Siss, has build an Ice Palace of resistance with the image of Unn inside and refusing to come out. The time moved on and the winter paved way to spring and summer and the Ice Palace of the waterfall started breaking and cracking. The symbolic dissolve of Ice Palace has to happen in Siss mind as well.

Tarjei Vesaas build the palace of metaphor with some brilliantly constructed words. The entire book is written in simple language and easy. He cleverly uses the metaphoric symbolism to the tale with ease and naturality. Short and an easy read, but leave you with some everlasting memories. of the book. I find it difficult to writer from a child's view point and see the thinking of the elders appearing in most of the writings.

The book is about what is left unsaid, than what is said. Siss herself is tormented by the secret not spoken to her y her friend. Even in is writing, Vesaas is not verbose, he rely on the implied messages and understanding and gets his characters around that. Its about Siss, but the others tries to work around her in unison to bring her back to the normal life again. This is a tale of pre-adolescent friendship. There are others who see the subtle erotic, sensual connection of adolescence in it. Immediately after entering the room Unn and Siis decides to undress with the childish curiosity and giggle. They also share secrets and Siss is careful not to talk anything about it to the others.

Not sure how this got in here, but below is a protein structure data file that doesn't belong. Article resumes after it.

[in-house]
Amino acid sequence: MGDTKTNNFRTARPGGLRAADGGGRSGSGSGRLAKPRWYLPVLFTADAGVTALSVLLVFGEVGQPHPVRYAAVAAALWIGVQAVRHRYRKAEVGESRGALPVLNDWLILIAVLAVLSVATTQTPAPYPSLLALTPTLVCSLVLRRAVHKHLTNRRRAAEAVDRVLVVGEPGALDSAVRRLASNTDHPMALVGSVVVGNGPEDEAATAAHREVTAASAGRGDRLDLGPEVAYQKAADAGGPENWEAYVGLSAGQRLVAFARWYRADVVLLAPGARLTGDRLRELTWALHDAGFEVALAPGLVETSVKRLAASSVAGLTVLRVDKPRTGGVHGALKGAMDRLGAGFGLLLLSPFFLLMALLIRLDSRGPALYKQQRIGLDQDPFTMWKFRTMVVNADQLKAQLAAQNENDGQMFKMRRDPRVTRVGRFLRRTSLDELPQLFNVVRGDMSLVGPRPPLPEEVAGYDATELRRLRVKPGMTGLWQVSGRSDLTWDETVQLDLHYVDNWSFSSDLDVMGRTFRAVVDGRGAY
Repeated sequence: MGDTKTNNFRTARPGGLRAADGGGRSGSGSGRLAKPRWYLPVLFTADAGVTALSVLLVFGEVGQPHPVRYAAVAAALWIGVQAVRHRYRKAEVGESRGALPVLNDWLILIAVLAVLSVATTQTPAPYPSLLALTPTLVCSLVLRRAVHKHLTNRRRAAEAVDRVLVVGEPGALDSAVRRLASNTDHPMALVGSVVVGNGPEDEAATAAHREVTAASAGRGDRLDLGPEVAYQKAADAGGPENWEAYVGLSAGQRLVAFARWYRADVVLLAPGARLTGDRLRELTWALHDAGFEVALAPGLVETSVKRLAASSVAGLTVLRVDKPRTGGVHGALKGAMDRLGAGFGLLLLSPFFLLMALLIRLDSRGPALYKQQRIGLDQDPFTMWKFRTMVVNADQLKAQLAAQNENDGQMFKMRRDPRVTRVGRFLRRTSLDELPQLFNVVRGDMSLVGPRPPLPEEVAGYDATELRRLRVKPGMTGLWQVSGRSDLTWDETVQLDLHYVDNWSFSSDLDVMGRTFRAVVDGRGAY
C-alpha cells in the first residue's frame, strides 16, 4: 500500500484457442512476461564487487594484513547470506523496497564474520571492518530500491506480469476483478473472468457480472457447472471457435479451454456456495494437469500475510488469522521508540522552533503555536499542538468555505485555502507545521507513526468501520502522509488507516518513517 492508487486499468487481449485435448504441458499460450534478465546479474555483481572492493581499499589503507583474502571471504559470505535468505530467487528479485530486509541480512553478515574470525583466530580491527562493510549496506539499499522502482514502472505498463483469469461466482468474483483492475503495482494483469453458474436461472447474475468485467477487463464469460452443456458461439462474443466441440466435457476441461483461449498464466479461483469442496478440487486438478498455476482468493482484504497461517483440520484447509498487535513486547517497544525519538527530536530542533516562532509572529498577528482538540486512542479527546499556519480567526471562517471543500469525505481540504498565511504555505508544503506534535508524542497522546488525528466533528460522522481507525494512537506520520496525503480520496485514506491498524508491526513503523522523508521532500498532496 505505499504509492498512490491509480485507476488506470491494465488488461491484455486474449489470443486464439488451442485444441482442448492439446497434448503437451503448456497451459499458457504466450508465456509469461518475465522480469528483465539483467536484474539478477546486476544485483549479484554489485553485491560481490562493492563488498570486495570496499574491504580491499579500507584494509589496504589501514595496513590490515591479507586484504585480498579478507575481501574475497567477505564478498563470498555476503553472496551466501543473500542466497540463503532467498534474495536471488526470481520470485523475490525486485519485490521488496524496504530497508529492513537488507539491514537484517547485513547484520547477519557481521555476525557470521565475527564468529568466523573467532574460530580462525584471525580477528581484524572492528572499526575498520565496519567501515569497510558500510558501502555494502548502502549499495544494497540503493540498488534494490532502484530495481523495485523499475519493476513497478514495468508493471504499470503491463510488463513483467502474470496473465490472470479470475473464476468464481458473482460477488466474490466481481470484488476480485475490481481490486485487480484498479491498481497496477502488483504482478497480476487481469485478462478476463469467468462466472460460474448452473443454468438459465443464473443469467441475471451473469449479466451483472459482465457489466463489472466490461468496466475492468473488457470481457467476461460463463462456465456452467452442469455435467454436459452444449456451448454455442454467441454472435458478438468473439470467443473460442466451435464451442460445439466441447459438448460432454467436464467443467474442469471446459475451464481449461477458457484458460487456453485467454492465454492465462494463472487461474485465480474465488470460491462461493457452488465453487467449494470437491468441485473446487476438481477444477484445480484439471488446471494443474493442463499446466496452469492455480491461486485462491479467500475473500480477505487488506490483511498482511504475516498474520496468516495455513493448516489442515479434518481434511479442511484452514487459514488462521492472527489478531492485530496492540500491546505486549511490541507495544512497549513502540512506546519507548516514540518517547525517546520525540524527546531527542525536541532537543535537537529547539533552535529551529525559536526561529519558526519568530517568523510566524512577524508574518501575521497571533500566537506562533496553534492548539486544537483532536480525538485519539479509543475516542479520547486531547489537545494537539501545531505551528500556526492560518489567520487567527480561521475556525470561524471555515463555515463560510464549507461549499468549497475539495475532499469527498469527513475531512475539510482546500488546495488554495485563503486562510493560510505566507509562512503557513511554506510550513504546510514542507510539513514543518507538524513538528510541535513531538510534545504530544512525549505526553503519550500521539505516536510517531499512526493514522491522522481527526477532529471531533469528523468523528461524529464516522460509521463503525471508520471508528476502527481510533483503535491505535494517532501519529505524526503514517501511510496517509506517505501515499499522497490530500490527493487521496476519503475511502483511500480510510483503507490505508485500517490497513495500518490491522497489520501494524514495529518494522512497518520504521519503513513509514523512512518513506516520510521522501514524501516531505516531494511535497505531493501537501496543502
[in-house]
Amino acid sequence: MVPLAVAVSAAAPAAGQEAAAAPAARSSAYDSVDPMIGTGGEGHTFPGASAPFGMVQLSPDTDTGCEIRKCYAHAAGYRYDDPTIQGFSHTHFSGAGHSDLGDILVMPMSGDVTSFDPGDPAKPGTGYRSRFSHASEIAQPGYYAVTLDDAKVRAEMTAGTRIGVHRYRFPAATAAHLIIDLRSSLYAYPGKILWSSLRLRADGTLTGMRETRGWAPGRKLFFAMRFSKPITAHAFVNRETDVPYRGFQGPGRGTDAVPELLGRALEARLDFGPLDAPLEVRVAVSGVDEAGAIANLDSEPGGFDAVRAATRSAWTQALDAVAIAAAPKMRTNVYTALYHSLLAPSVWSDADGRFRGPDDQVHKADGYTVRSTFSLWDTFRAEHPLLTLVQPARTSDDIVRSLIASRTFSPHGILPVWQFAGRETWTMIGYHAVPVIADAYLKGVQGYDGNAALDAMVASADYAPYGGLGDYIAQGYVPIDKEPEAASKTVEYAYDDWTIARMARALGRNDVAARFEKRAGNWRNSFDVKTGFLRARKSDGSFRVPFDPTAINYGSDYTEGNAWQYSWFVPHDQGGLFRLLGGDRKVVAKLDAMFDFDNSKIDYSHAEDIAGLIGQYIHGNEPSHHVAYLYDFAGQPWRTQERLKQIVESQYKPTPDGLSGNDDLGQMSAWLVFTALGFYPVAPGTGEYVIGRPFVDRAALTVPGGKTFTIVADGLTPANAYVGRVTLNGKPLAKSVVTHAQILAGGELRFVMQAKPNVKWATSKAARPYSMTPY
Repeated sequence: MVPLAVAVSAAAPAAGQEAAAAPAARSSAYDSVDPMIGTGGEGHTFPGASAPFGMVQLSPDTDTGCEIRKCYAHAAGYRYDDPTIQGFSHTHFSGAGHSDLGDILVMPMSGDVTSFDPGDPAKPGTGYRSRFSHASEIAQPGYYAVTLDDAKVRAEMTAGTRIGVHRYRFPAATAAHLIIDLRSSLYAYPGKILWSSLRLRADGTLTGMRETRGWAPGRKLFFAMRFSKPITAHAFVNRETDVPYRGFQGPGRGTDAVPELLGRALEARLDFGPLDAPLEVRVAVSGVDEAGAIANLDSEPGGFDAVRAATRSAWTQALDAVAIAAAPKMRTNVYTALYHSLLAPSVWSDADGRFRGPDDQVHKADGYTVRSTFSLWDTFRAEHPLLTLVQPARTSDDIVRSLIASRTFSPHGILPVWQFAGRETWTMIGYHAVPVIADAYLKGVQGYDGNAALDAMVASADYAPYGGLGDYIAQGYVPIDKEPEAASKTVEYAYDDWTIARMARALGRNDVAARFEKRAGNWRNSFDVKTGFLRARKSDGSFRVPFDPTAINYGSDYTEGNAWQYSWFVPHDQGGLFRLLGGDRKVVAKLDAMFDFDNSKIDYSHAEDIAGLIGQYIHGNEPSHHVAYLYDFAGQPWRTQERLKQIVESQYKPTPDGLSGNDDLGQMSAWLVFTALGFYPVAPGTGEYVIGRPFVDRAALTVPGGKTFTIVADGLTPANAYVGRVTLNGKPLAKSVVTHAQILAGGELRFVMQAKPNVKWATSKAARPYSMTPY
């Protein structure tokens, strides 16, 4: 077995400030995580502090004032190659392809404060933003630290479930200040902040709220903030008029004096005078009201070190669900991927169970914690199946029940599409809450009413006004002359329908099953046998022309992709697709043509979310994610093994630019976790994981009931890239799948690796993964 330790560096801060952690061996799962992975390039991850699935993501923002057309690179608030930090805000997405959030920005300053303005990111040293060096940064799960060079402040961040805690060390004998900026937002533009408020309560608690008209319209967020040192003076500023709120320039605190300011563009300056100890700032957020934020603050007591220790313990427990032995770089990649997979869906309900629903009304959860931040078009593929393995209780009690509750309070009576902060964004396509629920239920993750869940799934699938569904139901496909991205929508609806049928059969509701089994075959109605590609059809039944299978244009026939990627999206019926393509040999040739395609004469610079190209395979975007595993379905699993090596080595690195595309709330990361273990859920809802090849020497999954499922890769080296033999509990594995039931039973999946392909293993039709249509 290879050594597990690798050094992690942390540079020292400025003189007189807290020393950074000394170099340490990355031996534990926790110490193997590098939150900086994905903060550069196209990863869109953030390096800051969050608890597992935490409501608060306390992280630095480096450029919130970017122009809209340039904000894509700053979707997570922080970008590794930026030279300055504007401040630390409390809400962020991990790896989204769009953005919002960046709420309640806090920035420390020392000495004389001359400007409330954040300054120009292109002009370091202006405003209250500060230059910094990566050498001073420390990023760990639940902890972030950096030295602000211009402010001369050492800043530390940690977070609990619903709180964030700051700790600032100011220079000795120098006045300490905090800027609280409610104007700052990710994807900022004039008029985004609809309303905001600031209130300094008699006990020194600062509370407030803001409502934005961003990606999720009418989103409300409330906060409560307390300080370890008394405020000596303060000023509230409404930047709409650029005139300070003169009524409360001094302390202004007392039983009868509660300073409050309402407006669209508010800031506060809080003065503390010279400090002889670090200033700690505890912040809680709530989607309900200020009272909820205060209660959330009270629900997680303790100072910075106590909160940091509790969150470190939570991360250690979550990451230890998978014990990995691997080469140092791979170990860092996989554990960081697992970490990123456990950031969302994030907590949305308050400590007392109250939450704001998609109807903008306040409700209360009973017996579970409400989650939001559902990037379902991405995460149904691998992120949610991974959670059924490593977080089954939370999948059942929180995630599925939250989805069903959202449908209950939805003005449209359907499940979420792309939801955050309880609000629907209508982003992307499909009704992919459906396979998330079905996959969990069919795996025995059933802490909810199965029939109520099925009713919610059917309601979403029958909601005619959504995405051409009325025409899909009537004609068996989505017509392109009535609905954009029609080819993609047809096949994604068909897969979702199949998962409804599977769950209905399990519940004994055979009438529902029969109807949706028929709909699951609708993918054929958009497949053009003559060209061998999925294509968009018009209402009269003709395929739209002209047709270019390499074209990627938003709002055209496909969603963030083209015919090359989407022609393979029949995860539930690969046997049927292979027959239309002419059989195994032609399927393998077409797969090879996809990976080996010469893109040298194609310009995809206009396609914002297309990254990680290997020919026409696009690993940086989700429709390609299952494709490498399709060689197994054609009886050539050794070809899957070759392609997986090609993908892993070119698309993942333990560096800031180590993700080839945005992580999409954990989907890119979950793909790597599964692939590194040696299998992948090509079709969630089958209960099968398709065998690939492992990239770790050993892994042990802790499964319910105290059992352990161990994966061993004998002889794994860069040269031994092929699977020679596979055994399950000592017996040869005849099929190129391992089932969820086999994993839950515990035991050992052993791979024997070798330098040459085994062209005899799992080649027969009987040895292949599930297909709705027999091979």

An haunting story told beautifully, in a poetic language by Tarjei Vesaas. Truly brilliant.
The Ice Palace ( 1963 )

Tarjei Vesaas ( translated from Norwegian by Elizabeth Rokkan 1966)

Peter Owen

176 Pages
Wiki Entry, Complete Review , rjdent, Independent

Wednesday, December 28, 2011

1Q84 Book 1, 2 & 3 - Haruki Murakami

I am not a great fan of huge books. It gives me logistic issues , more than anything. Difficult to carry to the places where I tend to read a lot. More over, I do not have the level of concentration, in the current circumstances, to read a large book in one go. This book, however, has been conveniently split into 3 parts, Book 1, 2 and 3 with 300 odd pages apart. That makes it easy to read a book per session and give it a break ( with another small book) and get back. To my surprise, I could finish the book in a month along with another 3 shorter books.

1Q84 has been the book of the year in 2011, with all the attention and hype around it. Already a best seller in the Japan, where it was published in three separate editions ( one book per release). The English translation, this year, had book 1&2 coming out earlier this year and the book 3 towards November. Interestingly, book 3 was translated by a different person from that of Book 1&2. It did attract all sort of reaction from being very positive to not so enthused among the reading public and critics. I did read his 'Kafka on the Shore' earlier this year, and was not all that impressed, considering the hype it created.